By most accounts Belle Gunness is an American-ized version of a Norwegian name, for a woman who biographers say was born Nov. 11, 1859, the youngest of eight children who lived on a farm with her family southeast of Trondheim, a large city in Norway. The family was poor, so Belle worked for three years as a servant at a large and wealthy farm to earn her passage to the U.S. in 1881.
As an adult, Belle Gunness was reportedly a very large and physically strong woman who weighed more than 200 pounds and was six feet tall. She next turned up in Chicago where she married Mads Ditlev Anton Sorenson in 1884. The Sorensons opened a candy store but the business floundered and within a year the shop went up in flames. The insurance money from the fire paid for the Sorensen’s home. There is controversy about whether or not the couple had children. But some historians reported that there were four children living in the home that died as infants. Officially the deaths were attributed to infant colitis, but they could have been poisoned. Two of the babies had life insurance collected by the Sorensons. Then on July 30, 1900 Gunness’s husband died on the only day on which his two life insurance policies overlapped. The family doctor listed the cause of death as heart failure, although another doctor who saw him before he died thought he had been poisoned with strychnine.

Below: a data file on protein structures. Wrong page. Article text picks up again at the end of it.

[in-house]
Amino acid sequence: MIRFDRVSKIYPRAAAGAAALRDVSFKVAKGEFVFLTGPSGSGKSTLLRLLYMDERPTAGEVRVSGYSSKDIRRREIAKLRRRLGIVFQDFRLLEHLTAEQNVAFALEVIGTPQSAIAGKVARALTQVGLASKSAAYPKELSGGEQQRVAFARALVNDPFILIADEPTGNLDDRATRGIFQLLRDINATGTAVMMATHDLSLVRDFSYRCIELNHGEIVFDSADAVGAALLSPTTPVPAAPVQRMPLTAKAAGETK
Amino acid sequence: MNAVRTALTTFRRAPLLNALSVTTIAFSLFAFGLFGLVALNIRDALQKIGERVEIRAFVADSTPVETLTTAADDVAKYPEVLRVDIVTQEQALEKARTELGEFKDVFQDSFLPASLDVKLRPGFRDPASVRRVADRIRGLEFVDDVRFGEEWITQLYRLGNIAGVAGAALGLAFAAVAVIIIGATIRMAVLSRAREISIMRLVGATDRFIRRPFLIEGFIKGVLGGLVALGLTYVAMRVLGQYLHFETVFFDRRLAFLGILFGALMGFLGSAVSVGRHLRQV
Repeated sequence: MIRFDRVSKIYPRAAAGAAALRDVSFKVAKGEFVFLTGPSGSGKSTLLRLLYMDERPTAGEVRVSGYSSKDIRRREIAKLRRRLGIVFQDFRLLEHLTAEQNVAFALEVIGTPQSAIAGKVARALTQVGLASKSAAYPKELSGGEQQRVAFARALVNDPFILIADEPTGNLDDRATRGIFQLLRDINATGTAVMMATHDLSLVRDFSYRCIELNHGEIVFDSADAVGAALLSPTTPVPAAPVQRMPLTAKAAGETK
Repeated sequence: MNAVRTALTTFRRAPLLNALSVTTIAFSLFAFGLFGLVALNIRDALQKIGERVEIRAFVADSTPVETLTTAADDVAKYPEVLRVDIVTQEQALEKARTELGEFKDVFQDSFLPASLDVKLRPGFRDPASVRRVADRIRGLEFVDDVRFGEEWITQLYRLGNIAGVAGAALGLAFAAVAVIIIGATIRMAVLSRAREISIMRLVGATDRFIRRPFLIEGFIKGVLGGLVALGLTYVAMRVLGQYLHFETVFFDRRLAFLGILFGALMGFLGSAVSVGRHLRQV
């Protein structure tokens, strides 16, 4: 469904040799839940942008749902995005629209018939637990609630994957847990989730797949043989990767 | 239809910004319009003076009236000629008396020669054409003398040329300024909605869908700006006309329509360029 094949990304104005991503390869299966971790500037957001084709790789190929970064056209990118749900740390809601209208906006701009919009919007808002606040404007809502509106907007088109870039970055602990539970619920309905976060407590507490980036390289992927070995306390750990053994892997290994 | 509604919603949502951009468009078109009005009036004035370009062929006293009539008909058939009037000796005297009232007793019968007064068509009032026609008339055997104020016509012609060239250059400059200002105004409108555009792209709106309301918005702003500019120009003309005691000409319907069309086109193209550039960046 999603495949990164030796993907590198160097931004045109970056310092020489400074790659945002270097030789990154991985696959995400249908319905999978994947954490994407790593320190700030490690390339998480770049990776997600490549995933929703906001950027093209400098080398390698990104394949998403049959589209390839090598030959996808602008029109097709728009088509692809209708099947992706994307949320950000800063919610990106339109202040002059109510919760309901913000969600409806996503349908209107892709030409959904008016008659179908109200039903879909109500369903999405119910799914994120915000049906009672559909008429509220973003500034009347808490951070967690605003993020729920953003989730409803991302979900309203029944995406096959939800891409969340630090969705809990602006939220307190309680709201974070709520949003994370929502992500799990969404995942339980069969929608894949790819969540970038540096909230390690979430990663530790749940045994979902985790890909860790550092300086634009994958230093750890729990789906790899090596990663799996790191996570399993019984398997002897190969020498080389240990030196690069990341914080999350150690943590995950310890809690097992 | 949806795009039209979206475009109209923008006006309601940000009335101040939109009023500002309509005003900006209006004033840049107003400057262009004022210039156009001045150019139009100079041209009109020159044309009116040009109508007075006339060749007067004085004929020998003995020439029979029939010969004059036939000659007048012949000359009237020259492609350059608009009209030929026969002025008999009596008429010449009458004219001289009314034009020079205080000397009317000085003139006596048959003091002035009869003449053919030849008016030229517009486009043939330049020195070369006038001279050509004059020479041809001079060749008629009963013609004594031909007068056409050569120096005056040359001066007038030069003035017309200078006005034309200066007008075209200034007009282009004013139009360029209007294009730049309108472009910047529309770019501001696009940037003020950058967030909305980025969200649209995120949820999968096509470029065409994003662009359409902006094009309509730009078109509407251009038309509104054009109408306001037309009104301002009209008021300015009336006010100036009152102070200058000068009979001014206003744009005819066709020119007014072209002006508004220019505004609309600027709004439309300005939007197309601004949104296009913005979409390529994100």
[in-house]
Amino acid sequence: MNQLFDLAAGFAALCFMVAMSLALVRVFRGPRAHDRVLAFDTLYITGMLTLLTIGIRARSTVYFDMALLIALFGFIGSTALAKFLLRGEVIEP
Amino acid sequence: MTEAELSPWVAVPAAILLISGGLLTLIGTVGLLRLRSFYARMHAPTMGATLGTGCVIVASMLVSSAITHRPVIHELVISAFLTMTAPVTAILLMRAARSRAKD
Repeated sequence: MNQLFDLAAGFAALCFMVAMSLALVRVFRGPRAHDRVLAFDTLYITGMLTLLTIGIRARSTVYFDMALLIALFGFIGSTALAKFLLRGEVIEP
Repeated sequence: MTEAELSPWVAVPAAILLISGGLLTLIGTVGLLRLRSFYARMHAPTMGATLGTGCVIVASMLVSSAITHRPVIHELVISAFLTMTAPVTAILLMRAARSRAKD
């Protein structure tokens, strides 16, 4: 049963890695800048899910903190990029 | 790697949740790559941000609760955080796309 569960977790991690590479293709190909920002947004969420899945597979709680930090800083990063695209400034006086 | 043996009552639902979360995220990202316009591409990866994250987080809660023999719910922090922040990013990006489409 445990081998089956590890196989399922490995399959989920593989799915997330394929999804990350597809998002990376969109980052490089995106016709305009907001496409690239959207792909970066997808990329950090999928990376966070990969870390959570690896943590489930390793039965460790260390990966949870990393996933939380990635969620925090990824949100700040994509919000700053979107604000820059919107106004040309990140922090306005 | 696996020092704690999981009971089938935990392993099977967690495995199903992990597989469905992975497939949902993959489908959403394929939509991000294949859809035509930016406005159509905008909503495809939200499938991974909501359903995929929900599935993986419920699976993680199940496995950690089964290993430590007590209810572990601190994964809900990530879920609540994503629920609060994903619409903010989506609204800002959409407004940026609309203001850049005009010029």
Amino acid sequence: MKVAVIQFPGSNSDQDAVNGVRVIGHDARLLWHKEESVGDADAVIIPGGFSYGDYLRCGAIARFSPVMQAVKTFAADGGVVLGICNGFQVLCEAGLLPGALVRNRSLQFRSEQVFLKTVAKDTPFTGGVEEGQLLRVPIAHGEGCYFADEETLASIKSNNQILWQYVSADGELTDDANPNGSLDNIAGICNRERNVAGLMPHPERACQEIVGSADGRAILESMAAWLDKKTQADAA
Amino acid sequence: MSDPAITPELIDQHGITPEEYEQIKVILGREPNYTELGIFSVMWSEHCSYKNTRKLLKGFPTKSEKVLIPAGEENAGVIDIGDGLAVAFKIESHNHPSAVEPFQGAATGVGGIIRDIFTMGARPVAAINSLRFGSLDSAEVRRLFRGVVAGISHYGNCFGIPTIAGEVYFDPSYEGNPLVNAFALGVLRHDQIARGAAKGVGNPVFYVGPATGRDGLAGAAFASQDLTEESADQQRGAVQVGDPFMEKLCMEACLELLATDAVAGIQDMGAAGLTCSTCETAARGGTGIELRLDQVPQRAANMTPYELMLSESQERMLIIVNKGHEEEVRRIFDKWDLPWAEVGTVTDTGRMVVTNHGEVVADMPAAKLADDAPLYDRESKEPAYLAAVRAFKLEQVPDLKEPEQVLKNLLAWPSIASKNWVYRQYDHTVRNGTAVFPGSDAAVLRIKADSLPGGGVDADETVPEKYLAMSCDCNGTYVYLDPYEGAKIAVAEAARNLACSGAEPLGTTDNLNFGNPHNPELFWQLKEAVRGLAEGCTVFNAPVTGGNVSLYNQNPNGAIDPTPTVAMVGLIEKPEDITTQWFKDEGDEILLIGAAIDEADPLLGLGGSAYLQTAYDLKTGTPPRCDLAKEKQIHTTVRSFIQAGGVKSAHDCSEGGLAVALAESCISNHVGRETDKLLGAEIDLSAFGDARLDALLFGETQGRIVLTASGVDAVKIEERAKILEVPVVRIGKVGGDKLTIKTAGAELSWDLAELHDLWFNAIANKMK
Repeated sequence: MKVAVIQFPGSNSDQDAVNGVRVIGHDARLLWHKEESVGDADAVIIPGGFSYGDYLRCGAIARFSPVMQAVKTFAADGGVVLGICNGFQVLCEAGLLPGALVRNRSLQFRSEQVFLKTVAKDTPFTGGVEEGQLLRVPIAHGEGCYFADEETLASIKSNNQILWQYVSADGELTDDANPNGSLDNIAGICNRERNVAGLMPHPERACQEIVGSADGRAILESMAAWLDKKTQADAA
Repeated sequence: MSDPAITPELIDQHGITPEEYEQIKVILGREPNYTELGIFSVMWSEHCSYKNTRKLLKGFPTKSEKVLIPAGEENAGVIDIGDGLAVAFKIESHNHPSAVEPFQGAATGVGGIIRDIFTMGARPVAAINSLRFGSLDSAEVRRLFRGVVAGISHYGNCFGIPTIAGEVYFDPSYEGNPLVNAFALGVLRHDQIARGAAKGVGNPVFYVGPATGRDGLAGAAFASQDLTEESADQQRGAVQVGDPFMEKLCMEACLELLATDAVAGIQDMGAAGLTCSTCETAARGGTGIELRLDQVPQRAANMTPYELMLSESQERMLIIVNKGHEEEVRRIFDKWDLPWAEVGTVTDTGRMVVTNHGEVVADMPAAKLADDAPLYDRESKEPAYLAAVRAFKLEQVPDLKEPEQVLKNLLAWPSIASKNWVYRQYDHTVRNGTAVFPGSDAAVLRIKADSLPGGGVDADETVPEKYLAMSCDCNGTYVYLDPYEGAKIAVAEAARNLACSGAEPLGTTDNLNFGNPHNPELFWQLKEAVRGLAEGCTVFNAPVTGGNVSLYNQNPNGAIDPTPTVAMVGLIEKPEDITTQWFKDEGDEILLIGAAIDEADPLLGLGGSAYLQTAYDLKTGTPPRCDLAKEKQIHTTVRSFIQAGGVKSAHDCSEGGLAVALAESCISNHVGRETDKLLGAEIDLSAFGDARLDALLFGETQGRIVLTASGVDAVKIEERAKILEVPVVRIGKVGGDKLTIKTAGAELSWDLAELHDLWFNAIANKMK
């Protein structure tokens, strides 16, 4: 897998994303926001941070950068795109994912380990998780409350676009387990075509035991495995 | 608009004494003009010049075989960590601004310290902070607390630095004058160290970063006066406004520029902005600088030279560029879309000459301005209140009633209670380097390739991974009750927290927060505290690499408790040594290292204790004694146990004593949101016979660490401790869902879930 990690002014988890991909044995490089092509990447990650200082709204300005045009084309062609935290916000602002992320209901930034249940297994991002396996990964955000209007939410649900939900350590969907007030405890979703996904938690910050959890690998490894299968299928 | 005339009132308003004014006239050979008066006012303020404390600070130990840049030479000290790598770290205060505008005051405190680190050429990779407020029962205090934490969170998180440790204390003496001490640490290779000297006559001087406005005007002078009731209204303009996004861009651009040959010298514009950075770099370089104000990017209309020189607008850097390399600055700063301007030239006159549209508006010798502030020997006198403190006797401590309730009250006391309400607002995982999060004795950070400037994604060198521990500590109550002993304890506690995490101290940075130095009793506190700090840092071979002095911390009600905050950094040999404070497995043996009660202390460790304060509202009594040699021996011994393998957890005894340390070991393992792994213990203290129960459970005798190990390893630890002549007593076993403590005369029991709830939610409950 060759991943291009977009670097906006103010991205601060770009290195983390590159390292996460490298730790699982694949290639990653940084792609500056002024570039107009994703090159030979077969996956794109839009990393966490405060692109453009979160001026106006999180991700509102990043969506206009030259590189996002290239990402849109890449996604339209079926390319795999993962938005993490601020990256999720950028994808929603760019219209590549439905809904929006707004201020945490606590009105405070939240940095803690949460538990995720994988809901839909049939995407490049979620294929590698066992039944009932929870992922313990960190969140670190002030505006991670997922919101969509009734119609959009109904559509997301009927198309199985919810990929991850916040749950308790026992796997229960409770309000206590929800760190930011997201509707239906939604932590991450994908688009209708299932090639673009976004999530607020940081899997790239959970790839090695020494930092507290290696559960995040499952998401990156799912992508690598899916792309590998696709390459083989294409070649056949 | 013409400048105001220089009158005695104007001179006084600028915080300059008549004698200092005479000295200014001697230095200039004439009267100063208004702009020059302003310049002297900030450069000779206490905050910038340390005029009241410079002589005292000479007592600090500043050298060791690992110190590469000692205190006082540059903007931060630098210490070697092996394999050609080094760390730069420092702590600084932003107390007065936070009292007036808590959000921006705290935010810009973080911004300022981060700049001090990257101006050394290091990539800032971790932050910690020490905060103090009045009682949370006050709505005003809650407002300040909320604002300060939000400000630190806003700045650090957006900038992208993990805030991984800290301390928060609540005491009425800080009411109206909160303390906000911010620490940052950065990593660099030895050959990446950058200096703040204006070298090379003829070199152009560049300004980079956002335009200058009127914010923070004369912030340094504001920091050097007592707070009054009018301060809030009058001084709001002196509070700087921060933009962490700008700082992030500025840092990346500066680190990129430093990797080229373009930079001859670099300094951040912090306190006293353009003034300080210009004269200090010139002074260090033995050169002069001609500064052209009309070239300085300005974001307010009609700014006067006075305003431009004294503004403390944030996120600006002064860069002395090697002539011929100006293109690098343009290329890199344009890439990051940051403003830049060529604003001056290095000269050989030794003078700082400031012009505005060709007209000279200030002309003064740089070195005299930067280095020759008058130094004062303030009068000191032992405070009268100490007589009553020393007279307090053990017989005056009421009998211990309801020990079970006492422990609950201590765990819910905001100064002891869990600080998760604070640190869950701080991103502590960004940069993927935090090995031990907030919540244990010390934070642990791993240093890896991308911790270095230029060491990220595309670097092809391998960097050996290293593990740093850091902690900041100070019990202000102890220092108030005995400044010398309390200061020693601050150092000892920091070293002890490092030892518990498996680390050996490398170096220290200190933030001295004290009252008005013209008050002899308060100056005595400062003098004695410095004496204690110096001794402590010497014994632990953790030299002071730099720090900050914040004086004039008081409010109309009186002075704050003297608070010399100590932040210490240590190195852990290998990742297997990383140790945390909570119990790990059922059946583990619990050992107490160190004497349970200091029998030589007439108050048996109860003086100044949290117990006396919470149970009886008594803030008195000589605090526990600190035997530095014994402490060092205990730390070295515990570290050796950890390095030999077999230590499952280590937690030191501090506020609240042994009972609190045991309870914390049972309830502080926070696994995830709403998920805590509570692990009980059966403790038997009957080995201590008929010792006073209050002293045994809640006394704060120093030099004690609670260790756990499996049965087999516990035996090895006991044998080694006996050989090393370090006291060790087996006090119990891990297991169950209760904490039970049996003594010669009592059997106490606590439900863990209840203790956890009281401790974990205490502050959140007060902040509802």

Both Caroline's and Axel's lives were reportedly insured, and the insurance company paid out. An article in The New York Times (May 7, 1908) states that two children belonging to Gunness and her husband were interred in her plot in Forest Home cemetery. On June 13, 1900, Gunness and her family were counted on the United States Census in Chicago. The census recorded her as the mother of four children, of whom only two were living: Myrtle A., 3; and Lucy B., 1. An adopted 10-year-old girl, identified possibly as Morgan Couch but apparently later known as Jennie Olsen, also was counted in the household. She used the insurance money from her husband’s death to purchase a farm in LaPorte. The $8500 payment was the equivalent of $240,000 today.
The next year the boat and carriage houses on the property in LaPorte burned to the ground as soon as Belle took possession. She married a recent widower Peter Gunness in LaPorte the following year and soon after Peter’s infant daughter died. Her second husband died in a tragic accident involving scalding and being hit in the head with a sausage grinder. Of course, Peter was insured for $3,000 at the time of his death. Peter’s brother Gust took his brother’s oldest daughter to Wisconsin. She was the only known child or husband to have survived living with Belle.
In 1903, Belle had a son, Philip and she killed a foster daughter, Jennie Olsen, sometime during the three years after Philip was born. Jennie’s body was found in 2008, buried on the Gunness farm. In 1907, Belle hired Ray Lamphere to help run the farm. Lamphere would ultimately bring about her downfall but not before she lured dozens of men with money to come to court her in LaPorte. Belle Gunness had begun inserting matrimonial ads in newspapers around the Midwest and respondents came to LaPorte trying to win her hand.